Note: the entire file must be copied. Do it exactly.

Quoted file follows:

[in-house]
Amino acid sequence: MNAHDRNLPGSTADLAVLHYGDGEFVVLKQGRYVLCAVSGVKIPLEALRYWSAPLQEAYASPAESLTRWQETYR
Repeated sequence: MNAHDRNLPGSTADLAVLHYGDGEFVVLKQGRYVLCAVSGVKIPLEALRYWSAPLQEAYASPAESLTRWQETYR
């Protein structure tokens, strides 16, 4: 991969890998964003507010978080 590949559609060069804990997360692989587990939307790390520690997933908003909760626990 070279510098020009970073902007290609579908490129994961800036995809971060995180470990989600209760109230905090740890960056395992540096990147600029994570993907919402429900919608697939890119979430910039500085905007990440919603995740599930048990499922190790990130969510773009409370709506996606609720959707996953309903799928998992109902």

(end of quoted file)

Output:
[in-house]
Amino acid sequence: MNAHDRNLPGSTADLAVLHYGDGEFVVLKQGRYVLCAVSGVKIPLEALRYWSAPLQEAYASPAESLTRWQETYR
Repeated sequence: MNAHDRNLPGSTADLAVLHYGDGEFVVLKQGRYVLCAVSGVKIPLEALRYWSAPLQEAYASPAESLTRWQETYR
């Protein structure tokens, strides 16, 4: 991969890998964003507010978080 590949559609060069804990997360692989587990939307790390520690997933908003909760626990 070279510098020009970073902007290609579908490129994961800036995809971060995180470990989600209760109230905090740890960056395992540096990147600029994570993907919402429900919608697939890119979430910039500085905007990440919603995740599930048990499922190790990130969510773009409370709506996606609720959707996953309903799928998992109902």